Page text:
Saturday, June 18, 2011

Seniors may have paid, but they haven't paid enough

Ever since Michigan's new governor, Rick Snyder, proposed taxing pensions a parade of protests has been reported in the news media that "seniors have paid enough."  But to assert seniors, or any generation, has paid enough they must also have paid their way.

With a $14 trillion debt there hasn't been a single generation that can be said to have paid its way since before World War II.  Ever since then Congress, elected by the people, have been borrowing money to support a national lifestyle we cannot afford.

If today's seniors, tomorrow's seniors, and the seniors after them, ever want to arrive at a time in their (our) life when they can presume to have "paid enough" we must all start by first electing congressmen, senators, and presidents that can control their spending and welfare appetites.

But the rest of us ordinary citizens can begin balancing the budget by sending back money earmarked for our communities' historic districts, monuments, bridges, and firetrucks and resolving that if these expenditures are that important to us we must pay for them ourselves.  If we can't afford these expenses, or aren't willing to pay for them ourselves, then they must either be not that important or we'll have to live without them--just as earlier generations, much earlier, did.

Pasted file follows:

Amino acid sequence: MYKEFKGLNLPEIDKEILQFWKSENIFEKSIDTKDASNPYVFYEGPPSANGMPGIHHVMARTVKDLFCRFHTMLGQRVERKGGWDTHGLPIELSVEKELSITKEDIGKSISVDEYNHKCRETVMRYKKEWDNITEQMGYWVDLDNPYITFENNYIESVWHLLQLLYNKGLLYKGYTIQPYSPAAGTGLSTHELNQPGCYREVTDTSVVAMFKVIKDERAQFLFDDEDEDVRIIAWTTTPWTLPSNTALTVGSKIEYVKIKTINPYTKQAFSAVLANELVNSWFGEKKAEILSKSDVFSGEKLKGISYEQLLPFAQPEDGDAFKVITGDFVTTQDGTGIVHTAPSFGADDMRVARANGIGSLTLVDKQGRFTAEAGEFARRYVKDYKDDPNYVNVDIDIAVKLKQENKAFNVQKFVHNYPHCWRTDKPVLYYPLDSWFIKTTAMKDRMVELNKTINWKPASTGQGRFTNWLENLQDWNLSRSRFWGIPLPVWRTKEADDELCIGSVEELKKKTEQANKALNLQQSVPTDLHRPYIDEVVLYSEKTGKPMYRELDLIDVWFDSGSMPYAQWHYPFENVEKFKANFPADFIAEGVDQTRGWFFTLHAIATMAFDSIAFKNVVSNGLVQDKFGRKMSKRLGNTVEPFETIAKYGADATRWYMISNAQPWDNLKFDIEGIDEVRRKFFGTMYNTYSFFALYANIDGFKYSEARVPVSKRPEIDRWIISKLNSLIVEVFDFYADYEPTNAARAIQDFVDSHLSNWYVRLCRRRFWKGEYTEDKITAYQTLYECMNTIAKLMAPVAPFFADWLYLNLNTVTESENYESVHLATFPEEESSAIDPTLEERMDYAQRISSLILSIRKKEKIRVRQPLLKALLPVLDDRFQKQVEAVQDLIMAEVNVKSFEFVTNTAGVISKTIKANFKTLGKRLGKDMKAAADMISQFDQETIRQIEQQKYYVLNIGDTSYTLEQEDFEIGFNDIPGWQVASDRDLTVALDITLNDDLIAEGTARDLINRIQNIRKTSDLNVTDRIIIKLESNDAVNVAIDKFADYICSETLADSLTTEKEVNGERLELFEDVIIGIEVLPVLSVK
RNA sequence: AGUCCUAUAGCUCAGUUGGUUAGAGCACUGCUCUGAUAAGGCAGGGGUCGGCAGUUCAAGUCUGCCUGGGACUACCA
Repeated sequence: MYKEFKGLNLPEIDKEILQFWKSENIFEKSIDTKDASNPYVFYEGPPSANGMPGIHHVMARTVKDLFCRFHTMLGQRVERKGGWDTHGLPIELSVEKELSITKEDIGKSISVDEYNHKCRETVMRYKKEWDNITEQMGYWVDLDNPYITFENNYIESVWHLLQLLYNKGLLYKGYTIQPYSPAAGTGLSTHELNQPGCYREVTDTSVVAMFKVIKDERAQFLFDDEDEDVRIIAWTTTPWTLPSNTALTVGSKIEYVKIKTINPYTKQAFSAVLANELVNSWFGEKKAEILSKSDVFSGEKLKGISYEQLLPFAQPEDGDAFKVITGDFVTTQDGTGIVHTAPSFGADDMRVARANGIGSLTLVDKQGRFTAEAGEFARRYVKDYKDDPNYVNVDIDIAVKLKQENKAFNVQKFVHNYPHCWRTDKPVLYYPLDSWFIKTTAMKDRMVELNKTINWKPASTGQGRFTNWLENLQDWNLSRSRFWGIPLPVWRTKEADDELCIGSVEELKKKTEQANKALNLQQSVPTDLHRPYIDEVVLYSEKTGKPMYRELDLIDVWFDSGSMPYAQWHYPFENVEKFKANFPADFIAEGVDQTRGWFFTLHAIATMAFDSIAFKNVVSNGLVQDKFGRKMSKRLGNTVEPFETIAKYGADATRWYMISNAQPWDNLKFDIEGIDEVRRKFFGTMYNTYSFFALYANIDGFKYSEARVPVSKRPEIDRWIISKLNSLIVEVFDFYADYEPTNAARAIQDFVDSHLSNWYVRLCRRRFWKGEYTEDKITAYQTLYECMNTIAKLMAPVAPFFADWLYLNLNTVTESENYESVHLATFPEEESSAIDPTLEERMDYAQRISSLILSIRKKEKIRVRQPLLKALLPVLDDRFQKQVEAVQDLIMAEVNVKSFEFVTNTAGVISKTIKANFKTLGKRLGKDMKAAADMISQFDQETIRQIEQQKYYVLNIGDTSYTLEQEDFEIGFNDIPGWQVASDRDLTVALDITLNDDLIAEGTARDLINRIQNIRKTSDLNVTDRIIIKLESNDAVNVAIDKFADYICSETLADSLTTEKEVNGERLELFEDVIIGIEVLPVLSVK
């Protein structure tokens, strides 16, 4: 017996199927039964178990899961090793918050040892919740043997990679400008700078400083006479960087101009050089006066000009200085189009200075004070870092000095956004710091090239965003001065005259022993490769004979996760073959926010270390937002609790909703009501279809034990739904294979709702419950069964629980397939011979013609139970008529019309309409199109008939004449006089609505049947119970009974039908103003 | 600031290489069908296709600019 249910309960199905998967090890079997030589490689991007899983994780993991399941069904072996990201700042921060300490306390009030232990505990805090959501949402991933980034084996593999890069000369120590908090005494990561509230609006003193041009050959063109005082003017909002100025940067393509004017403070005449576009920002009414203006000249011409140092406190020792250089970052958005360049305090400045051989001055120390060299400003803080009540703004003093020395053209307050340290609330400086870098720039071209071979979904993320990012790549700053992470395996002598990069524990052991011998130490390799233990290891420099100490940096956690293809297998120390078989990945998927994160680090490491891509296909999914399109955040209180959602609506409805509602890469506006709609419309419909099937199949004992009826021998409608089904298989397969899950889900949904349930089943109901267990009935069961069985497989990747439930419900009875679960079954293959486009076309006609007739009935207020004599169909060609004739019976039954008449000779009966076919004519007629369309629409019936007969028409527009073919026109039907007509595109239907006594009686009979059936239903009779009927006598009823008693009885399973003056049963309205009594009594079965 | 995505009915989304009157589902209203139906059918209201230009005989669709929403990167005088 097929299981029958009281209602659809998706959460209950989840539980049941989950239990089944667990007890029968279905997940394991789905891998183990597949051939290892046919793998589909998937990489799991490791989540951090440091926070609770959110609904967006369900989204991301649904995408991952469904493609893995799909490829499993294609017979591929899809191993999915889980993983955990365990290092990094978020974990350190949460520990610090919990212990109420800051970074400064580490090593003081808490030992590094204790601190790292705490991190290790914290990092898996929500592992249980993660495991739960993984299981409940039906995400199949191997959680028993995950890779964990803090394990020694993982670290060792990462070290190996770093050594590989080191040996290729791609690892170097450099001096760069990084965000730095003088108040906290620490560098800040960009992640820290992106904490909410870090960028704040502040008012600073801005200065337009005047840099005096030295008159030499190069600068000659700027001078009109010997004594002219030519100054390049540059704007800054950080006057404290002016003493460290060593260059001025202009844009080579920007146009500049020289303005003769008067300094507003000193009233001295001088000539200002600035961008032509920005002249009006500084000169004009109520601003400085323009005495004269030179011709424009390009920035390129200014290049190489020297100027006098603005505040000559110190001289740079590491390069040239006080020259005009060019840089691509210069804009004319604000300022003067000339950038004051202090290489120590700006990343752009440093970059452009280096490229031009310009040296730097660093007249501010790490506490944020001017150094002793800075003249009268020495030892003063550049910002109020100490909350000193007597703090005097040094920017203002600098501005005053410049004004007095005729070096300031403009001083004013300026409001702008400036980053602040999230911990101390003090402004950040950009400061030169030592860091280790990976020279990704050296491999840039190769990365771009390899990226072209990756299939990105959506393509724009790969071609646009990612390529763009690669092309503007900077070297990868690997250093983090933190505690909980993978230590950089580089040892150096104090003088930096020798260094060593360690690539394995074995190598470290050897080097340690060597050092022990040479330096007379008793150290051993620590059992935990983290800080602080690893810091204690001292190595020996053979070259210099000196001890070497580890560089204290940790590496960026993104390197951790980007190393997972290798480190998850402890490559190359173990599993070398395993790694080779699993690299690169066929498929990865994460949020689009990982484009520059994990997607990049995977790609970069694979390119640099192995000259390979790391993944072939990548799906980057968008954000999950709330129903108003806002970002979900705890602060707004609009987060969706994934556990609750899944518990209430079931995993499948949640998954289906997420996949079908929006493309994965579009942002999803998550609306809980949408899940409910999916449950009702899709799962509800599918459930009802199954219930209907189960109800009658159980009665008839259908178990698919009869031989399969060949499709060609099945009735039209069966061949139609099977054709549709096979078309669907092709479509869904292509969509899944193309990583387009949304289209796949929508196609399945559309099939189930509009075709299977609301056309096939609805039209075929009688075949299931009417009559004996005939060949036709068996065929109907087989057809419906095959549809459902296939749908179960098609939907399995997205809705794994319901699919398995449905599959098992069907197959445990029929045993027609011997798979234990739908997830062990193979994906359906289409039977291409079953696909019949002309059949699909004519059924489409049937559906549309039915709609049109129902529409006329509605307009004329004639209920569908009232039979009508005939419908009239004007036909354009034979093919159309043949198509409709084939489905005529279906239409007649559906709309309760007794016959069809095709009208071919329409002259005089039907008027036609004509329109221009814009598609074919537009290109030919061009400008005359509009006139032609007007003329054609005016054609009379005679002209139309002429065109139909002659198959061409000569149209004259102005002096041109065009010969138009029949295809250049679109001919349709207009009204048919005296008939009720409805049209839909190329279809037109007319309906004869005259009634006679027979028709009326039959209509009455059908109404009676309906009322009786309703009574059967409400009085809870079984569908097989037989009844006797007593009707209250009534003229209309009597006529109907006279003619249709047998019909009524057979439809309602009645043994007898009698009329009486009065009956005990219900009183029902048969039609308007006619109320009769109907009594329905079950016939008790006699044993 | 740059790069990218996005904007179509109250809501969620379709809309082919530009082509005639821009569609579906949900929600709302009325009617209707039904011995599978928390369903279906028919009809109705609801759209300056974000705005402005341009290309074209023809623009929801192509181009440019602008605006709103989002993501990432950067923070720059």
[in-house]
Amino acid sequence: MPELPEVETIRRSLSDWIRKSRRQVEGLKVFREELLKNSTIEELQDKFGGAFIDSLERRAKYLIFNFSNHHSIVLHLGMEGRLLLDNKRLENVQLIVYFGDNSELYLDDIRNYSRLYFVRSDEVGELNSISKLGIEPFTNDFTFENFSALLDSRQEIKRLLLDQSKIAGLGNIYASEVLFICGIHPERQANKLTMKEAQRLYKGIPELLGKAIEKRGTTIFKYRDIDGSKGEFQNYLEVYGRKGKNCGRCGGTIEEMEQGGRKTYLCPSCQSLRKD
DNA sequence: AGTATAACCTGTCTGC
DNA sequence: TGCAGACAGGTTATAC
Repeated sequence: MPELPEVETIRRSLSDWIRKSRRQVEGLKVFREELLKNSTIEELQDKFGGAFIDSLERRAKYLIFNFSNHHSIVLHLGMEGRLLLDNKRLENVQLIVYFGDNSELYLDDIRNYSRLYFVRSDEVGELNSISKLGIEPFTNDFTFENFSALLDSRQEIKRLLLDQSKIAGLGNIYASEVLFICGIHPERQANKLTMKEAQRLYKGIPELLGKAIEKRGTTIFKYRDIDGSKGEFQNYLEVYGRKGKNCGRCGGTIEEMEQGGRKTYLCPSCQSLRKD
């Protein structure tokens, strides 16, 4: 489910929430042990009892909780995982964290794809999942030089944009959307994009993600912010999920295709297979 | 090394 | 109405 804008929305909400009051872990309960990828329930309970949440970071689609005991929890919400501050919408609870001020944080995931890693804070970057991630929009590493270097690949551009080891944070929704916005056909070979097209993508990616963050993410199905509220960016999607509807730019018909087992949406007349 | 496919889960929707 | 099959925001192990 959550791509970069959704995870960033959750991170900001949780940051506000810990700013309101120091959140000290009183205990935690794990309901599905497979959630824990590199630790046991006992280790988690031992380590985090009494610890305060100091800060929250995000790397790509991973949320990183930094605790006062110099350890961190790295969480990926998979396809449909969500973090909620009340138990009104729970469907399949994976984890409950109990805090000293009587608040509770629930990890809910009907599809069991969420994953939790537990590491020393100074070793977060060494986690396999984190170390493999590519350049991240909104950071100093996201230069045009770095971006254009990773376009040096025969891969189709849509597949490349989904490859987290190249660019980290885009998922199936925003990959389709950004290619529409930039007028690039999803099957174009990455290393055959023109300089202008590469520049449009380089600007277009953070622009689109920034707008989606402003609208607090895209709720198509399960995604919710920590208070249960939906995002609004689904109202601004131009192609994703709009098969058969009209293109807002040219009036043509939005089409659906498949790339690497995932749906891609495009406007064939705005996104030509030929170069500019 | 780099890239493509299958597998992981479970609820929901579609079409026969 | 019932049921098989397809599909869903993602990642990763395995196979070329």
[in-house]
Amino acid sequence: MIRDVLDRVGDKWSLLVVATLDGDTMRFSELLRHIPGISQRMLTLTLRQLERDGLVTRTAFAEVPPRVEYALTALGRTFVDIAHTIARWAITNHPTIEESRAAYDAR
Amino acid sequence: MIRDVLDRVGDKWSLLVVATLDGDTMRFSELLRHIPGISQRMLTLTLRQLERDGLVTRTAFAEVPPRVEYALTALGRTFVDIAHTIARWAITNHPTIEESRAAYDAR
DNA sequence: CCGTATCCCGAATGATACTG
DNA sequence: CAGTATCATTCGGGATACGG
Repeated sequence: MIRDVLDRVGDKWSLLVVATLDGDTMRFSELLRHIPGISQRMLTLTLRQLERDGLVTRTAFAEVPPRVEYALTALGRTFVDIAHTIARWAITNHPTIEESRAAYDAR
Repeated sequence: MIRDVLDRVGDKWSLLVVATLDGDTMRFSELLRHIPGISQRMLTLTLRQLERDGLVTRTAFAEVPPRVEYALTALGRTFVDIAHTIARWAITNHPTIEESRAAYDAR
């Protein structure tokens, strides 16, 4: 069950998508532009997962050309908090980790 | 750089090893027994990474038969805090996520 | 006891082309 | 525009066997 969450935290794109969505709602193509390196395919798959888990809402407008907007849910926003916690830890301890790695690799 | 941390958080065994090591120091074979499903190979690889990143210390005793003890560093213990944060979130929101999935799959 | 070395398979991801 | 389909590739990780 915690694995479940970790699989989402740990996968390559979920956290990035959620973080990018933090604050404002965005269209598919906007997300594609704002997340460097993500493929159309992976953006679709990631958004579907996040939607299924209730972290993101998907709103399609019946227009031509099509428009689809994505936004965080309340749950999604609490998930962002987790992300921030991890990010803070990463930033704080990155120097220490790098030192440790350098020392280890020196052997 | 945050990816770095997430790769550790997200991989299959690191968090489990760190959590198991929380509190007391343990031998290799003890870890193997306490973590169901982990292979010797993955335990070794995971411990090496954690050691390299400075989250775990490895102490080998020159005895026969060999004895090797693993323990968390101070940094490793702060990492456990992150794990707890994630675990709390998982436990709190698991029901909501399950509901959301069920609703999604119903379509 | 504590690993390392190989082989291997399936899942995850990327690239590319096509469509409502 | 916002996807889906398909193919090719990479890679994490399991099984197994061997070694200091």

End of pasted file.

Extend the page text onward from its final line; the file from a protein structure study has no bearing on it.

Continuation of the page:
Or we can continue as we have since the 1950s, just leave it for the future generations to either pay-off, or suffer the consequences of a default.

1 comment:

  1. Tom, it's a bit late in electing people who can control their spending as they have been partners in crime in breaking the bank.
    Money talks and they have supposedly borrowed (leaving IOUS) to buy votes.
    Not only the elected but maybe the people learned from them to never be satisfied with having their needs met but always want more.
    Adding to the misery is the continuous printing of money which is making the dollar worth less (Inflation). It's called"legal plunder", basically stealing from the people. It's a way of removing so much money in circulation.